End user computing as vision and reality

My esteemed colleague and similarly jaded visionary Vaughan Merlyn has written rousing call for a new vision for the IT organization. While I do agree with everything he says – in principle – I think we still have a long way to go before the nitty gritty part of IT has moved from server room to cloud, leaving the users to creatively combine and automate their world in cooperation with their colleagues, customers and suppliers. While I do agree that the IT organization is better served by helping users help themselves than do their work for them, I am not sure all the users out there are ready to fish for themselves yet, no matter how easy to use the search engines, social communities and systems implementations tools become.

The enabling vision is not a new thing. I remember a video (or, rather film) from IBM from the mid-80s about End User Computing – a notion that the role of IT was to provide the tools for end users, and then they could build their own systems rather than wait for IT to build for them. (This, incidentally, was also the motivation behind COBOL in the 70s: The language was supposedly so intuitive that end users would be able to describe the processes they wanted automated directly into the computer, obviating the need for anyone in a white coat.) The movie showed an end user (for some reason a very short man in a suit) sitting in front of a 3270 terminal running VM/CMS. Next to him was a friendly person from the EUC group explaining how to use the friendly terminal, which towered over the slightly intimidated-looking end user like the ventilation shaft of an ocean liner.

It didn’t look very convincing to me. One reason for this was that at that time I was teaching (reasonably smart) business students how to do statistical analysis on an IBM 4381 and knew that many of them could not even operate the terminal, which had a tendency to jump between the various layers of the operating system and also had a mysterious button called SysRq, which still lingers, appendix-like, on the standard PC keyboard. Very few of those students were able to do much programming – but they were pretty good at filling in the blanks in programs someone already had written for them.

Of course, we now have gesture interfaces, endless storage, personal battery-powered devices and constant communication. But as the technology gets better, we cede more and more responsibility for how things work to the computer, meaning that we can use it until it breaks down (which it does) at which point we have no idea how things work. This is not the technology’s fault – it often contains everything you need to know to understand it rather than just use it. Take the wonderful new “computational search engine” Wolfram Alpha, for example: It can give you all kinds of answers to numerical questions, and will also (I haven’t seen it, but if the capabilities of Mathematica are anything to go by, it is great) allow you to explore, in a drill-down procedure, how it reached its answers.

This is wonderful – truly – but how many are going to use that feature? By extension: All of us have a spreadsheet program, but how many of an organization’s users can write a new spreadsheet rather than just use an already existing one?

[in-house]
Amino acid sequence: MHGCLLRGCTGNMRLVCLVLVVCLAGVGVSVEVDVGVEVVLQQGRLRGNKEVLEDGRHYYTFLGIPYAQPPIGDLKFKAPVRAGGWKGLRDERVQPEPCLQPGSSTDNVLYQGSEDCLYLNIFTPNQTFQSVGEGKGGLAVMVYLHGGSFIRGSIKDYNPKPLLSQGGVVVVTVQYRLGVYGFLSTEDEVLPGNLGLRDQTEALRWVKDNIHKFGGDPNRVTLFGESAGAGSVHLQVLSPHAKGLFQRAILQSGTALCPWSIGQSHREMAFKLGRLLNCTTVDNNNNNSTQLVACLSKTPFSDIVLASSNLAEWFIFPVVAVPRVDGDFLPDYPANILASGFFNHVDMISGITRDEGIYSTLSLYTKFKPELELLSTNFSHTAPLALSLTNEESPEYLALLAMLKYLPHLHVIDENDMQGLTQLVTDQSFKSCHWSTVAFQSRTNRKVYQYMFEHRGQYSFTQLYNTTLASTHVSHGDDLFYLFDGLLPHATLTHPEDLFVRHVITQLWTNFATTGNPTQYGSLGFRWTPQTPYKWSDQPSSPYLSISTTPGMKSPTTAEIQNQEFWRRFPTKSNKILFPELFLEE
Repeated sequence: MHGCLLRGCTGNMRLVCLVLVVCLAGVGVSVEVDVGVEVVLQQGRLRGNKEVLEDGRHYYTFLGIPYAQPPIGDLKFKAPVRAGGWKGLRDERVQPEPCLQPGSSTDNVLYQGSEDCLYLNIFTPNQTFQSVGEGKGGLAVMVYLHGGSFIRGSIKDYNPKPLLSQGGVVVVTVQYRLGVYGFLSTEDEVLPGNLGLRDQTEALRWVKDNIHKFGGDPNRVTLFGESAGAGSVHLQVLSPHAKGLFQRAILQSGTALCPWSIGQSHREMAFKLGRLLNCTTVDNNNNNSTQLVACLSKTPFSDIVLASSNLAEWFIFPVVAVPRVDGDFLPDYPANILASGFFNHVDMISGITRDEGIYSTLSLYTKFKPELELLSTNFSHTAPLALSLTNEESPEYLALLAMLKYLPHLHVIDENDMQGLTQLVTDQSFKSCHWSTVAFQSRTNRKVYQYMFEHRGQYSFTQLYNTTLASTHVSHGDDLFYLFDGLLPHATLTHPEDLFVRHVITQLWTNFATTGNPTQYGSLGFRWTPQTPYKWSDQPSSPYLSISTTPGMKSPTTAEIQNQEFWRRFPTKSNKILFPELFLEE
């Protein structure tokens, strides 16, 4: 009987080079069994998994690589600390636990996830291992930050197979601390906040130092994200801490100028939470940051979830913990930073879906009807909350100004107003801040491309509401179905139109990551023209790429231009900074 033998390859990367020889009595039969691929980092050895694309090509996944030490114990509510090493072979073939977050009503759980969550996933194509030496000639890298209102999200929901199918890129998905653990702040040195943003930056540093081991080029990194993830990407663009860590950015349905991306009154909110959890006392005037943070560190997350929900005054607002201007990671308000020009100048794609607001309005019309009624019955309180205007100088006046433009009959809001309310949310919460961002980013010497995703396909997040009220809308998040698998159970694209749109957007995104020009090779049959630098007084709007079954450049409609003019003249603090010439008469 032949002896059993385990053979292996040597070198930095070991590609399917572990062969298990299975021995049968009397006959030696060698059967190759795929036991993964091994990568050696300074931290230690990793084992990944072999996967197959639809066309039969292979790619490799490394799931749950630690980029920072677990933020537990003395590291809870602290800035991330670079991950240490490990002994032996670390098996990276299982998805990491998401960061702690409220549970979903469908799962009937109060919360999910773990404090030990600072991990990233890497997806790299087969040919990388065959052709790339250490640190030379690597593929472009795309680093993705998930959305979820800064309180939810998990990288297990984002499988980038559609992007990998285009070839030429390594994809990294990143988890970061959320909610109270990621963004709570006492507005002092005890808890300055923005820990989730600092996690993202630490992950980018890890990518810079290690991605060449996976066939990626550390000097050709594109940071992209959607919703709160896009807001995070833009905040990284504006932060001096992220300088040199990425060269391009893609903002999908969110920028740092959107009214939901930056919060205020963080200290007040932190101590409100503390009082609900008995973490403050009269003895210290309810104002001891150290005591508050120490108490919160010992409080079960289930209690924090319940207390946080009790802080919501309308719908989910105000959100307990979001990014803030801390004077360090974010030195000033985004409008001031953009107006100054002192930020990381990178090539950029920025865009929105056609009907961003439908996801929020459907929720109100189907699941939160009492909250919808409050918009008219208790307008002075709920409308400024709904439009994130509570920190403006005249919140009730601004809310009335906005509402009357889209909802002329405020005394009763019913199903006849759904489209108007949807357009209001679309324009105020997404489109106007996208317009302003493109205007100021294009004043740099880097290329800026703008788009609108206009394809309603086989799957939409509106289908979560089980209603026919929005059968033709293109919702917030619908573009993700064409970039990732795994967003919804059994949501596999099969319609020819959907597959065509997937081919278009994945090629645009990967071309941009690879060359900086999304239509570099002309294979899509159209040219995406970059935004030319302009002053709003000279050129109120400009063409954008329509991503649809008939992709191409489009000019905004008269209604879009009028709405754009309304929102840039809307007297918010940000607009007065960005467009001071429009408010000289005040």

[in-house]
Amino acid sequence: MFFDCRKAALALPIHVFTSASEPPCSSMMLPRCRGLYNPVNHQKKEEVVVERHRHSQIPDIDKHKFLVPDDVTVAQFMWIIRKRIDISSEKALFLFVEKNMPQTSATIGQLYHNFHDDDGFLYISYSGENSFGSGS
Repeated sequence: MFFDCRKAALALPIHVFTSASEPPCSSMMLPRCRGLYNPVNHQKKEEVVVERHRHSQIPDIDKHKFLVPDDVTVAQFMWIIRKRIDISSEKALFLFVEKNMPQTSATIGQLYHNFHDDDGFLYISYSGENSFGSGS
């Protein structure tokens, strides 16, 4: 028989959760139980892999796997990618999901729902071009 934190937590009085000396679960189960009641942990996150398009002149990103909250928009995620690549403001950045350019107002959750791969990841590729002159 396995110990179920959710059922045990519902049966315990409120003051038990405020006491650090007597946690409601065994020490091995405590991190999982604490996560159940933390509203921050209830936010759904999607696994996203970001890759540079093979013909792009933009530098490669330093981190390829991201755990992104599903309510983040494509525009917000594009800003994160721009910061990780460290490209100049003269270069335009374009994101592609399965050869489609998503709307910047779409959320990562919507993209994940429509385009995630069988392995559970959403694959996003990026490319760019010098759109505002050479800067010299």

For as long as I have worked with computers, each new leap in functionality and performance has been heralded as the necessary step to turn users from passive to active, from consumers of information to creators of knowledge. While each new technology generation, admittedly, has achieved some of this, it has always been less than was promised and much less than what was hoped for.

And so I think it is this time, too. Many people read Wikipedia, few write for it (though enough do). More importantly, many of Wikipedia’s users are unaware of how the knowledge therein is instantiated. Online forums have many more lurkers than contributors. And human ingenuity is unevenly distributed and will continue to be so.

So I think the IT department will continue to do what it is doing, in principle. It will be further from the metal and closer to the user, but as long as the world remains combinatorially complex and constantly changing, there will always be room for people who can see patterns, describe them, automate them and turn them into usable and connectable components. They will be fewer, think less of technology and more in terms of systems, and have less of a mismatch in terms of clothing and posture between themselves and their customers than before (much of it because the customers have embraced nerd chic, if not nerd knowledge).

The key for a continued IT career lies in taking charge of change rather than being affected by it. I think the future is great – and that we are still a long way from true end user computing. IT as a technology will be less interesting and more important in its invisible ubiquity. And Neal Stephenson’s analogy of a world of Elois and Morlocks, of the many that consume and the few that understand will still hold true.

I just hope I still will be a Morlock. With an Eloi pay and dress sense.